There’s no doubt that the coronavirus pandemic has had a devastating impact on businesses around the world and retailers have been among the hardest hit.
British retail sales depleted by 18% in April from March — the largest fall since records began in 1988 — and reports in April highlighted how half of major retailers in the UK were at risk of falling into administration by the end of summer.
In a bid to boost the economy and help save the high street, the UK government moved faster than some expected to allow non-essential retailers to reopen their doors in England on June 15.
It’s a positive step, but possibly not enough, with a British Chambers of Commerce study revealing that the majority of companies had only three months of cash or less left in their coffers.
Even with one metre distancing, the traditional shopping experience is unlikely to return to how it was anytime soon. Not only are shoppers more hesitant to return to shop floors, stores still have to take measures to enable social distancing, including one-way system layouts, the closure of fitting rooms and limiting footfall.
With the coronavirus crisis accelerating the impact of many of the challenges already facing the UK retail sector, how can they navigate this ‘new normal’?
With bricks and mortar retail closed for the last few months, consumers have quickly shifted to the convenience of shopping from home. According to PFS, 60% of consumers have purchased more goods since the lockdown began, with 53% saying they have shopped more online.
Perhaps more importantly, a large majority of these shoppers (77%) expect to continue to purchase online more once lockdown is over. Consumers have learnt new shopping habits and it looks like these will stay in the longer term.
These are positive stats for ecommerce brands, yet the recent images of queues to get back to physical stores has highlighted how the appeal of in-person retailing has not been quashed.
For many, this is a case of ‘you don’t miss it until it’s gone’. Consumers were abandoning the high street for the convenience of online shopping, yet, once the offline option had been taken away completely, many of us longed for a return to normal, where we had the choice to either shop online or browse in store.
As we emerge into a new normal, we’ll see a hybrid approach to retailing, where offline and online are brought together in a way they weren’t integrated before — a symbiotic relationship that allows both to thrive.
The growth of ecommerce in recent months only poses a threat to those retailers who have not invested in digital commerce. In a post-COVID world, consumers will now expect to receive the same in-store experience that matches up to the simple and convenient online experiences they have enjoyed during the lockdown period.
In order to adapt to these new customer shopping habits and preferences, retailers must evaluate their current omnichannel strategy in order to innovate and thrive. It’s important to not only ensure that these are clearly aligned with changing customer demands, but that strategies are integrated into any existing channels to offer a consistent customer experience.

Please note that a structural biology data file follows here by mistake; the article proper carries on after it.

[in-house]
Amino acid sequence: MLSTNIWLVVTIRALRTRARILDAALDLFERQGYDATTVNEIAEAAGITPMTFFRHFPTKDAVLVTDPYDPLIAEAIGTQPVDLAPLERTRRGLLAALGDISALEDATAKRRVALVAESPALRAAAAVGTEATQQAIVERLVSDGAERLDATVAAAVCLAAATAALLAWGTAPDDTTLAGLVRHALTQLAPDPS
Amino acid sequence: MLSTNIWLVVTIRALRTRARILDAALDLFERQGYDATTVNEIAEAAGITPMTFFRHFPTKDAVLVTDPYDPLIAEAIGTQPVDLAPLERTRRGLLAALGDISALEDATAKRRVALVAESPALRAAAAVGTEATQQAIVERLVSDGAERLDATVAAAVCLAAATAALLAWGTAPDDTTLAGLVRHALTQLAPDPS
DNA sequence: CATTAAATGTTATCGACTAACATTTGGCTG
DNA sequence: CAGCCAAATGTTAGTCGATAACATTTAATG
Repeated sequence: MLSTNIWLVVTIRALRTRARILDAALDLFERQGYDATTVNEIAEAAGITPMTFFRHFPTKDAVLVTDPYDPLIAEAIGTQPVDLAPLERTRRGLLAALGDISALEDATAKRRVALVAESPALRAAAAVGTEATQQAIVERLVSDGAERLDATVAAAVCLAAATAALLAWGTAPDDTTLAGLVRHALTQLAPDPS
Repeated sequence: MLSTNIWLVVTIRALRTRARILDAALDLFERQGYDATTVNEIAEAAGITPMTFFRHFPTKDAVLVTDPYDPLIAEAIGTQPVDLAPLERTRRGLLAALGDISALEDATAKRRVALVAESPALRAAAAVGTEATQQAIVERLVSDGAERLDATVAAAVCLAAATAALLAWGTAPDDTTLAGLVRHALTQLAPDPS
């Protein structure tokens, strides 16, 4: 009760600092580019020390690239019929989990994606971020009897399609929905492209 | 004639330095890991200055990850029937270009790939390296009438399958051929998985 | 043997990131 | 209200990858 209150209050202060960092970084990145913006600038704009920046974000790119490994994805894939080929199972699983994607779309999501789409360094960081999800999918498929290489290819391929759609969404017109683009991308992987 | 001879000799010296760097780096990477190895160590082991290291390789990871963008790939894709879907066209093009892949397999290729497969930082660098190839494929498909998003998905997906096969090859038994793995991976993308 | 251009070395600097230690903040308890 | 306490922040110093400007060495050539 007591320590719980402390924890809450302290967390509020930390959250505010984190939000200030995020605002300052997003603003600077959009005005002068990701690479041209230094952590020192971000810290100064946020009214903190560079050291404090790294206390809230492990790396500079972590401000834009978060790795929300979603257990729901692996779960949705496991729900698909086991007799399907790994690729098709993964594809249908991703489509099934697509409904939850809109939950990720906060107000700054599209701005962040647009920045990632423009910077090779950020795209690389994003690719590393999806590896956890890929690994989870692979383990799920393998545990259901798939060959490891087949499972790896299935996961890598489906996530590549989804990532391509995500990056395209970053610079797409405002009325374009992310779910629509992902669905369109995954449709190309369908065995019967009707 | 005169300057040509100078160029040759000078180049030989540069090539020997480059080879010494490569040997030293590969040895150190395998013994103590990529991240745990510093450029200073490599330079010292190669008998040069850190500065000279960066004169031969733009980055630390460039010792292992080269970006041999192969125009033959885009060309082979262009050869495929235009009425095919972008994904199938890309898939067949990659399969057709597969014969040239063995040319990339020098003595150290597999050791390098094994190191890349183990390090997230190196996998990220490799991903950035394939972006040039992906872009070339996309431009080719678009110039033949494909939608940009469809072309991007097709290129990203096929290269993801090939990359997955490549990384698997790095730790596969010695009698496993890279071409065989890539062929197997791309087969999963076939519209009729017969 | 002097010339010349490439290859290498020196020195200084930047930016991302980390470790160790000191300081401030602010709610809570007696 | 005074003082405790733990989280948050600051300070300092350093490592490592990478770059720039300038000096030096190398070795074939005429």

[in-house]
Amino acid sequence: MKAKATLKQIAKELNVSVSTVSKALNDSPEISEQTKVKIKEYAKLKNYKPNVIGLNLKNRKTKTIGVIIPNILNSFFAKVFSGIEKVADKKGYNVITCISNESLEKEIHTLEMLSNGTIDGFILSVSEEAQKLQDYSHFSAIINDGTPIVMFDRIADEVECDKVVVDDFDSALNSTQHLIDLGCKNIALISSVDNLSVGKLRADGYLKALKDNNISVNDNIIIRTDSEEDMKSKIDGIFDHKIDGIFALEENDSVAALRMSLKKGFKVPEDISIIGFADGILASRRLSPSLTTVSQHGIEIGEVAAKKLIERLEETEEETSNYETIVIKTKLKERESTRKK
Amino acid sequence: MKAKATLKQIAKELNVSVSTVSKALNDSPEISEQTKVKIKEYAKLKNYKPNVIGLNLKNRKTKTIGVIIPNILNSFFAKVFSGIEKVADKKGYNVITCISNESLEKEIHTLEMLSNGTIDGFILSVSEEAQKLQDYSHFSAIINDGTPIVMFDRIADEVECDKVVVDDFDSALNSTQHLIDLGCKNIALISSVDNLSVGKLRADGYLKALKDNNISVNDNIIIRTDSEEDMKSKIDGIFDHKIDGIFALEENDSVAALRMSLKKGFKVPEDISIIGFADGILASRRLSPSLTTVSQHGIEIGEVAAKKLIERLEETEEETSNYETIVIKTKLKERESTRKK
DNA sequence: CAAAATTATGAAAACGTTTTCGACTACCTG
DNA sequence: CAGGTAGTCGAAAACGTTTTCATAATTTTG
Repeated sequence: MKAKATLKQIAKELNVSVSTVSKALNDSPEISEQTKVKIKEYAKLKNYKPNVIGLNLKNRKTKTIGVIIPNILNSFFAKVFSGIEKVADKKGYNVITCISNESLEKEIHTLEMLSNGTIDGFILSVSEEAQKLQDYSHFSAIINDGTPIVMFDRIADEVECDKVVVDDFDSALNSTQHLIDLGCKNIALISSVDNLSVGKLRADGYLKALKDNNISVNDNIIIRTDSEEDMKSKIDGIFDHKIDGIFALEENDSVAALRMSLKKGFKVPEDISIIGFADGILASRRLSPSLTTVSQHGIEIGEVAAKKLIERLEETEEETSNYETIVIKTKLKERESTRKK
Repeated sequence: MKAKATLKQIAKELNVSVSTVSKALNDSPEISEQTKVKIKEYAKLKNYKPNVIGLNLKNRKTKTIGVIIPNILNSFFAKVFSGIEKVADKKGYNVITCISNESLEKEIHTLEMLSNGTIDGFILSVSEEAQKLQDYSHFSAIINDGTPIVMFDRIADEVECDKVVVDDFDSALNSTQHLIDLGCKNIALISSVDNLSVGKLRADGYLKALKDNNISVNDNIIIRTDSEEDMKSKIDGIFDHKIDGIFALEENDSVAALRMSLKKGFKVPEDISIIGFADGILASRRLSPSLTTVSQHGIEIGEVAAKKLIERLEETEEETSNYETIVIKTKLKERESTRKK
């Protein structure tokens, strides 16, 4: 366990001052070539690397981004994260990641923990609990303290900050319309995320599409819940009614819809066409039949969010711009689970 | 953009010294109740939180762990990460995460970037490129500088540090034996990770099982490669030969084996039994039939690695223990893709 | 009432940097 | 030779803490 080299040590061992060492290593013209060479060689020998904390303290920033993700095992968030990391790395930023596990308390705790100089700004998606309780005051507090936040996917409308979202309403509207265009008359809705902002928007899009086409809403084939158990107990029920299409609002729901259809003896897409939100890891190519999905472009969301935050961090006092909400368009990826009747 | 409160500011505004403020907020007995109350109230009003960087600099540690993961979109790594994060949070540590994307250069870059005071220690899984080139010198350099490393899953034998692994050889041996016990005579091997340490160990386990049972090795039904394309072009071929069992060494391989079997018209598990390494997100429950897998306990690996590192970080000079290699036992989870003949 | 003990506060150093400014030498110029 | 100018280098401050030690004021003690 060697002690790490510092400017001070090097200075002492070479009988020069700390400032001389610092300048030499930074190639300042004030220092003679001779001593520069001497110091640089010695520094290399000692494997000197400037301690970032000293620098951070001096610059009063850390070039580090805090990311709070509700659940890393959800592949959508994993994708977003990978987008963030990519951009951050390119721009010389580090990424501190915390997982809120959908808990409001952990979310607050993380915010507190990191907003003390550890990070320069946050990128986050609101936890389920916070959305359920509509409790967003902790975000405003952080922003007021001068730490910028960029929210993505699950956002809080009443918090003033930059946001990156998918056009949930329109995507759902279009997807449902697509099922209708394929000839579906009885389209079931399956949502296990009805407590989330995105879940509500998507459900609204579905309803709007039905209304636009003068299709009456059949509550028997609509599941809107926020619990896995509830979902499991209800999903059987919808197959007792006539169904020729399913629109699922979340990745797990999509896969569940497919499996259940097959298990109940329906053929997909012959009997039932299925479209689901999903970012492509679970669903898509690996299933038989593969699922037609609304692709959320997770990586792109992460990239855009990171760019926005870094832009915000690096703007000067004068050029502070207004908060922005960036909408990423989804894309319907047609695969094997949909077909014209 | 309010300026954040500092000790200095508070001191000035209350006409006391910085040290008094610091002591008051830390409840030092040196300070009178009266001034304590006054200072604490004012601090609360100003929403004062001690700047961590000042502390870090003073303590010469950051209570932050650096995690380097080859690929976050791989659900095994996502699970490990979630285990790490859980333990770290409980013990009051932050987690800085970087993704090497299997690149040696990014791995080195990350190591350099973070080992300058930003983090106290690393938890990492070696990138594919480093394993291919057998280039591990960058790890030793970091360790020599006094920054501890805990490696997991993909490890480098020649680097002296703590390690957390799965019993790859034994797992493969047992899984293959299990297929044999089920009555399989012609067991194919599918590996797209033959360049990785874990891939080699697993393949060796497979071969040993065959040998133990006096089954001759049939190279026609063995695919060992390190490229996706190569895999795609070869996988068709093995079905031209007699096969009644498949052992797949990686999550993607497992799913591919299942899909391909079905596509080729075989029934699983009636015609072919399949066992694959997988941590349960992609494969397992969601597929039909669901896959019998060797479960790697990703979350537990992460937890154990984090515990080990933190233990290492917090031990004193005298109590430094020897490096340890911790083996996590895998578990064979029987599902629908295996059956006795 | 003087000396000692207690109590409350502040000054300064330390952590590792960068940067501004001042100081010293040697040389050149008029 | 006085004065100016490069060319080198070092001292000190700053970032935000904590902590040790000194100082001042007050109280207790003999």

Some of the key omnichannel offerings retailers should be looking towards include:
In order to meet today’s customer expectations, retailers should look to adopt a BOPIS (Buy Online, Pick-Up in Store) model. This allows retailers to enable their customers to purchase goods via ecommerce but still collect them from a physical store — a beneficial way for retailers to drive in-store football, but also to connect their offline and online experiences.
Not being able to engage with customers in-store as much as before can be solved by bringing the physical store experience online. For example, retailers can continue personalised interaction with customers by offering virtual appointments, where sales representatives can help shoppers find the products they need in a personalised manner. According to our recent research, nine out of 10 consumers would be happy to share data with brands if it helps to deliver a more rewarding and personalised experience.
Over the past few months, consumers have been using contactless payments in-store more than ever. It’s likely consumers will still demand this same experience across a majority of physical stores in future, even after the pandemic. Retailers should look at providing contactless self-serve options for online order pickups, price checks and return management.
While having a robust omnichannel offering is vital, taking a customer-centric approach to the online and offline experience is a key part of this and will help to drive more transactions and greater satisfaction — but only when that buying experience is truly personalised for every individual.
The line between online and offline retail experiences continues to blur more and more each day. Shoppers don’t want to have to choose between online retail and brick-and-mortar buying opportunities. They want the ability to create their own shopping experiences using the best of both worlds.
Those retailers who can successfully marry up both the online and offline experience for a convenient and seamless shopping journey are those best placed to not only navigate the ‘new normal’, but position themselves for success in the future.
Chris Purcell is product strategist at Episerver